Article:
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Justin Timberlake is a slightly lost, cringe dilf on 'Man of the Woods'

Oliver Keens

Despite the strong, rugged air of the title, much of Justin Timberlake's fifth album – which drops this Friday – makes it clear he's probably one of the worst people to possibly be stuck in the woods with.

Imagine spending days in a cabin with a 36-year old dad, singing in an increasingly ironic falsetto, making everything pointlessly sexual, metaphorically humping your leg with incessant innuendos, whilst still thinking he's a really cool, right-on kinda guy.

If you think this sounds exaggerated, believe me: Timberlake could power a steamboat with his own sexual huff-and-puff. Prepare yourself for lyrics that will snap the needle off the cringe-o-meter.  

Single 'Filthy' kicks off the album, blessed with the gag-inducing line 'What you gonna do with all that meat?' – a question only Gregg Wallace has the acceptable right to ask in public.

Up next comes, ahem, 'Sauce'. 'I love your pink, you love my purple' states Justin, in what we hope is just a ghastly innuendo. If not, mate: see a doctor.

And so it goes on, to the point where it becomes impossible to tell where the banter ends and any seriousness starts. Does the line 'I got supplies' mean he's got a big wang (on the otherwise straight-ish 'Supplies'). When he sings 'It's as solid as oak' on 'Breeze', is he talking about his relationship or his penis? Such vagueness doesn't help dispel the general whiff of 'Blurred Lines' about Timberlake in 2018 – and that's before you get to the chauvinist patter of the title track, or his annoying tick of referring to women as 'girl', 'baby' or 'sugarplum'.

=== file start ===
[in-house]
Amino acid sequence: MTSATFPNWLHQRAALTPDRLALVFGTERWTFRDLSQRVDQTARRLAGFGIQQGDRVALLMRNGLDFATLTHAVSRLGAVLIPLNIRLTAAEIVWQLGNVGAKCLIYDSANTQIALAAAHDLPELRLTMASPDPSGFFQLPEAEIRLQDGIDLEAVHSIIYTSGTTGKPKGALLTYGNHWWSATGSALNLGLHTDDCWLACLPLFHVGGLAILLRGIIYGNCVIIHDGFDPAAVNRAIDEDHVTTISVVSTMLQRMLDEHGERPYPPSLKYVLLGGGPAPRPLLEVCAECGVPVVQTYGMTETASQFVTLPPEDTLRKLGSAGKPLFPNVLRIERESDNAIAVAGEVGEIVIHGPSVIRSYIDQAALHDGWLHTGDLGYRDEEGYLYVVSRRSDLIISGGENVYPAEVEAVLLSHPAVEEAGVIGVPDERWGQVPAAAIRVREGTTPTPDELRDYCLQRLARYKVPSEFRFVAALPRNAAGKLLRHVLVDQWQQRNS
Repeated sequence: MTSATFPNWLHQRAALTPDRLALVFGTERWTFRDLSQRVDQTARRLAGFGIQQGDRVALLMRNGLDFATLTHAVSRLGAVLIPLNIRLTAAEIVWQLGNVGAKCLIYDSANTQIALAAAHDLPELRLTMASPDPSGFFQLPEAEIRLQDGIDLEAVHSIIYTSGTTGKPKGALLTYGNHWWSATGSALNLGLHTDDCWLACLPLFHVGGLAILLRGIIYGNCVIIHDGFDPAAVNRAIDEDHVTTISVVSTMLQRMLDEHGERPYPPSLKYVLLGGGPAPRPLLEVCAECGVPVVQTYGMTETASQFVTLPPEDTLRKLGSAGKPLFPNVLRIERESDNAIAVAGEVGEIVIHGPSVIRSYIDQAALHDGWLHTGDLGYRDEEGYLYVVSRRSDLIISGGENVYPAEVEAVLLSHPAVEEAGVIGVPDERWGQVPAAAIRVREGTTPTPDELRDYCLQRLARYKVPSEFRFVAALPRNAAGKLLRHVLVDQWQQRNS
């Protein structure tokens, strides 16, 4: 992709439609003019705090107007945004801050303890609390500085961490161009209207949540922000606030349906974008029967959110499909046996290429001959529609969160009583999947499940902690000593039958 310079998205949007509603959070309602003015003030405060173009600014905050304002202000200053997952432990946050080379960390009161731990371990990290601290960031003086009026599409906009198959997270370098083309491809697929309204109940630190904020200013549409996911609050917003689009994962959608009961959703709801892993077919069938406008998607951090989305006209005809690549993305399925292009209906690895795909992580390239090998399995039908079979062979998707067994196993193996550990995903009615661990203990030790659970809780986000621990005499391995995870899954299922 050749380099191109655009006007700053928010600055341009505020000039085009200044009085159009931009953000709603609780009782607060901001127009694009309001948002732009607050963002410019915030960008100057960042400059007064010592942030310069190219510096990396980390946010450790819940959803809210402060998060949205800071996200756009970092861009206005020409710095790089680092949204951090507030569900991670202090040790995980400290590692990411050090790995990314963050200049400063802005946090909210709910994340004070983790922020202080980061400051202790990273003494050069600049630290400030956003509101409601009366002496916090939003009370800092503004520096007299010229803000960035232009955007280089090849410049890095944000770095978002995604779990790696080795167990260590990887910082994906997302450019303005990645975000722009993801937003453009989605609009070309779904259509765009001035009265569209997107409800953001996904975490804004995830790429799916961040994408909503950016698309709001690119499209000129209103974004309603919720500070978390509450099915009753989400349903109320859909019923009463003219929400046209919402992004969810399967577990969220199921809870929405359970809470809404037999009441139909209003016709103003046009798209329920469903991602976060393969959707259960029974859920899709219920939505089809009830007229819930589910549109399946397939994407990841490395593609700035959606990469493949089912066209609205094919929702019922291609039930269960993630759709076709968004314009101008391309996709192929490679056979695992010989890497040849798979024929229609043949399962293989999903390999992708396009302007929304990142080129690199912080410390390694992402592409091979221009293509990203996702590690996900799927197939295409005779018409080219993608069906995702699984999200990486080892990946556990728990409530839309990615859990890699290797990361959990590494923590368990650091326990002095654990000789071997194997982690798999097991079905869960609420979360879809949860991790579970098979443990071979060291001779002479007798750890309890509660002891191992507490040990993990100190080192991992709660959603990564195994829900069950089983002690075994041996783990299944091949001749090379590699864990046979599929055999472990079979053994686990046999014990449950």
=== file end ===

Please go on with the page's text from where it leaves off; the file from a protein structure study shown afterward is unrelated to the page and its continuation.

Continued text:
The cherry on the cringe cake has to be album-closer 'Young Man', a song that was probably meant as a tender father-to-son ballad (for his two-year-old, with wife Jessica Biel). It instead raises more moral complications than a synod meeting of the Catholic church. Chirpily telling a child 'If you need a cry, you got my permission' is all kinds of wrong, as is telling a future man 'Someday you're gonna break somebody's heart, that's what we do'. For good measure, he also asks the child to contemplate how hot his mum is, and then gives advice on how to get with hotties of equal hotness.

It's not a total dud. There are good moments. Opener 'Midnight Summer Jam' is just perfect, for example. A balmy disco suite that sounds sounds like MJ getting sweaty in a lumberjack shirt. Also check out 'Montana' for its simple, untainted laidback groove – a gleeful reminder of Timberlake at his peak.

But the album's lofty aim – of musically uniting town and country – is its own worse enemy. Making tracks that blend booty bass and rave synths with acoustic strumming and Nashville guitars is not a good look. 'Sauce' sounds like Creedence Clearwater Revival playing an Atlanta strip bar, but in a very bad way. 'Waves' attempts to fuse hoedown rhythms and trap beats, again, badly. In the process, album producers Pharrell and Chad from The Neptunes kinda invent an American version of electro-swing. Listen to walking 303 baseline on 'Livin' off the Land' and you'll see exactly what I mean.  

Timberlake has been touting 'Man of the Woods' as a very personal album. If that's the case, beyond being a little bit flirty and a little bit dirty, we're not entirely sure if there's much else going on down there, among the trees...


'Man of the Woods' is released on Feb 2.

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